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Learning From Katrina

Hurricane Katrina can teach engineers a lot about the unintended impact of technology as well as what can be done to prepare for the next catastrophe

2 min read

Hurricane Katrina was one of the culminating chapters in long story of not-so-natural natural disasters in American history. An escalating cycle of expanding flood control, coastal development, and lagging environmental management led Hurricane Katrina to grow from a natural disaster with temporary destructive effects on the Gulf Coast ecosystem to a massive tragedy that displaced hundreds of thousands of people, caused billions of dollars in economic loss, and damaged an ecosystem beyond repair.

More than two years later, many residents are still not able to host a holiday dinner for their families.

More than two years later, suicide rates, domestic violence, and crime continue to rise.

More than two years later, temporary housing is still in place, much of it chemically unsafe.

More than two years later, the coastal wetlands continue to deteriorate, increasing the looming tragedy from the next not-so-natural natural disaster.

More than two years later, the environment breathes health threats of almost every kind on local residents and volunteers alike.

More than two years later, it remains the responsibility of engineers to examine carefully how technology has not only helped society but has also weakened people's ability to survive in its absence.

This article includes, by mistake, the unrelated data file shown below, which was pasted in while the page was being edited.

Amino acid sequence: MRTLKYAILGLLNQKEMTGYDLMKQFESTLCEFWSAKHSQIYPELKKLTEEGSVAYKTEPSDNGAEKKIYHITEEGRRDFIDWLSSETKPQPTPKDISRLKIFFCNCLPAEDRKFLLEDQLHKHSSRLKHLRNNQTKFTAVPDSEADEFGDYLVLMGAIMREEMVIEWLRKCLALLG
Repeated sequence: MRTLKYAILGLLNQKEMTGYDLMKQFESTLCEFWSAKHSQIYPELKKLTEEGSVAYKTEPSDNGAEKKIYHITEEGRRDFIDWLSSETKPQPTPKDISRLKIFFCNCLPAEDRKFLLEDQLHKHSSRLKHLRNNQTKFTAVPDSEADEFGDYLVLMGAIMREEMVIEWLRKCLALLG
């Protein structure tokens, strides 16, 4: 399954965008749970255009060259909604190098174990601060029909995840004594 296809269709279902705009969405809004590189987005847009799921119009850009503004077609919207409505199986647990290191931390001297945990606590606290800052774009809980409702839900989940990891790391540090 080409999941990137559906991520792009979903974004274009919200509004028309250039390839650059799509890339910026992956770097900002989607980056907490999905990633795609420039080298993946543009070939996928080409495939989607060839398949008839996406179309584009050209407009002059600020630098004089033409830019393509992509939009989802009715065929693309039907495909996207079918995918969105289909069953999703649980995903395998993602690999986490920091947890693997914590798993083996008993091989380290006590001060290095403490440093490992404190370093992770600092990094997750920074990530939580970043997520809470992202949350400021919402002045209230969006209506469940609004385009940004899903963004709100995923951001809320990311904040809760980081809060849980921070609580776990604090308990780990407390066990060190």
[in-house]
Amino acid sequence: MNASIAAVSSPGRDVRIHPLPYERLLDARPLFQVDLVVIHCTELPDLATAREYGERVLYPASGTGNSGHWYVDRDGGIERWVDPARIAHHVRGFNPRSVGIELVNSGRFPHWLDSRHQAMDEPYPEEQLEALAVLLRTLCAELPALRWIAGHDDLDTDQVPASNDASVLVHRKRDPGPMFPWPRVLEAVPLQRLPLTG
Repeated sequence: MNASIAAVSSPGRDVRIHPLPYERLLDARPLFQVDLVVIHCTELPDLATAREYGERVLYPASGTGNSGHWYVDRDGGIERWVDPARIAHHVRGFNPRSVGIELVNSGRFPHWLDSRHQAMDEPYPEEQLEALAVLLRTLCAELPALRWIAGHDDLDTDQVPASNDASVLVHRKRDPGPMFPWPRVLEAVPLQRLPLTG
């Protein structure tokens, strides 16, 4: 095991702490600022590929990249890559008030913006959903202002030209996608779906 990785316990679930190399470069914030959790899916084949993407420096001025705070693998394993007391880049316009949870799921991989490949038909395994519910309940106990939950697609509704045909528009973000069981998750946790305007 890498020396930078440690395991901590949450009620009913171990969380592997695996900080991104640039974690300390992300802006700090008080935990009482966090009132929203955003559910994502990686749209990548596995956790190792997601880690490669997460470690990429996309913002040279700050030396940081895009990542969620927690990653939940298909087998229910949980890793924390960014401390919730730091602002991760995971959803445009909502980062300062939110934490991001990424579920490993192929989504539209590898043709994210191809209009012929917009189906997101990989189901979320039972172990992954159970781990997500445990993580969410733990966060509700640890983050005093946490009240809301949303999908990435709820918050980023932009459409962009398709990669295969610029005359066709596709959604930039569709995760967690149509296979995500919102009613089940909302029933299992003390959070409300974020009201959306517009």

This series of stories and videos focuses on the lessons learned from Hurricane Katrina from an engineer's perspective. The unintended impact of technology on those who use it belongs as much on the radar screen of the engineer as any design specification, test protocol, or market research. See the video Intro: Learning from Katrina

Coming Soon:

January: Flood or Hurricane Protection: The Levees of New Orleans

February: Learning From Katrina: Pearlington, Miss., Struggles to Rebuild

March: After Natural Disaster: Do We Do Too Much Search for Every Rescue?

April: The Collapse and Lightning-Fast Recovery of the Power Grid

May: Katrina in Comparison: The Next Series of Floods

Click here for video credits.

About the Authors

Denise Wilson, an associate professor of electrical engineering at the University of Washington in Seattle, completed her first stint as a Hurricane Katrina relief volunteer in November 2005 in Mississippi, where she spent a week gutting devastated homes. Since then, she has returned in two additional service trips and in full-quarter and miniquarter service-learning programs with University of Washington students (in the winter and summer of 2007). She has also played a role in testing, interpreting, and reporting the exposures and environmental health consequences played out by Hurricane Katrina. Wilson received a B.S. degree in mechanical engineering from Stanford University in 1988 and M.S. and Ph.D. degrees in electrical engineering from Stanford and the Georgia Institute of Technology in 1989 and 1995, respectively.

Ella Kliger was born in Boston. She received a B.A. degree in communications from Tulane University in New Orleans in 1991. She is currently working as an independent filmmaker. Her recent documentary, The Kindness of Strangers: Katrina Connections, is in the final stages of postproduction. Her documentary focuses on the dynamic stories of the connections forged between volunteers and residents in the post-Katrina environment along the Mississippi Gulf Coast. For more than a year, she has been engaged in the post-Katrina recovery effort with a variety of disaster relief organizations. Her Web site,, tells the stories of communities that are committed to rebuilding from the most devastating natural disaster in U.S. history.

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